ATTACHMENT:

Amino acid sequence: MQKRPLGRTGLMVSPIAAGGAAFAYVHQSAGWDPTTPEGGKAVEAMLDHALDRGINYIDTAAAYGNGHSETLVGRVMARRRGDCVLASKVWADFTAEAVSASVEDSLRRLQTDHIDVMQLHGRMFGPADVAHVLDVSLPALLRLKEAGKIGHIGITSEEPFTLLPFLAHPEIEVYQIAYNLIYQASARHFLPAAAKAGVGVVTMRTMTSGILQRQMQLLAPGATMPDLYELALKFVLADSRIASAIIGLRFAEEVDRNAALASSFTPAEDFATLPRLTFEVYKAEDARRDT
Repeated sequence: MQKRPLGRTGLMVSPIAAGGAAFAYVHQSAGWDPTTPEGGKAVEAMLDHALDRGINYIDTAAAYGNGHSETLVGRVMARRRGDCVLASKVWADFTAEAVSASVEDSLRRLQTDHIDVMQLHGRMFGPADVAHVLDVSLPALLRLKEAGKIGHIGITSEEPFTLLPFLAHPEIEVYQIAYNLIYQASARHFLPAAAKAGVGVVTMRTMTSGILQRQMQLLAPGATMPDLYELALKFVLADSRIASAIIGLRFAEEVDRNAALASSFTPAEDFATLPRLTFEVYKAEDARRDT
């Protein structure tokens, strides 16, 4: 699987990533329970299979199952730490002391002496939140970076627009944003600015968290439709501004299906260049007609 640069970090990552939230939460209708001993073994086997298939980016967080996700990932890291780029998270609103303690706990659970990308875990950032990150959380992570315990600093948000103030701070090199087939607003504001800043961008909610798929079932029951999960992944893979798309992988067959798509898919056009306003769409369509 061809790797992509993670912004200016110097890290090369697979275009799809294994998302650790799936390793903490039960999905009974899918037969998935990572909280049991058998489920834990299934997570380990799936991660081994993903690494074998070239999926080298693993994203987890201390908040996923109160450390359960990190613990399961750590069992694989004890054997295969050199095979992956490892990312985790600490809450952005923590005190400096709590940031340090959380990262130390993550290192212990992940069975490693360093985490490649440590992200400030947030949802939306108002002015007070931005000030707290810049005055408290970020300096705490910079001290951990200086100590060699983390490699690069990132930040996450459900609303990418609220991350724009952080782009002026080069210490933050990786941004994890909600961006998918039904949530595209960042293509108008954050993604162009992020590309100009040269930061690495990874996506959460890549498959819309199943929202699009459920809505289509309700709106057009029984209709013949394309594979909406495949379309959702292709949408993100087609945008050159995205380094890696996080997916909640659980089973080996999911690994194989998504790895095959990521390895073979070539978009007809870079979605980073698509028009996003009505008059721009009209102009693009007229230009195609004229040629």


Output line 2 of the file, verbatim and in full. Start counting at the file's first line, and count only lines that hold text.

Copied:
Repeated sequence: MQKRPLGRTGLMVSPIAAGGAAFAYVHQSAGWDPTTPEGGKAVEAMLDHALDRGINYIDTAAAYGNGHSETLVGRVMARRRGDCVLASKVWADFTAEAVSASVEDSLRRLQTDHIDVMQLHGRMFGPADVAHVLDVSLPALLRLKEAGKIGHIGITSEEPFTLLPFLAHPEIEVYQIAYNLIYQASARHFLPAAAKAGVGVVTMRTMTSGILQRQMQLLAPGATMPDLYELALKFVLADSRIASAIIGLRFAEEVDRNAALASSFTPAEDFATLPRLTFEVYKAEDARRDT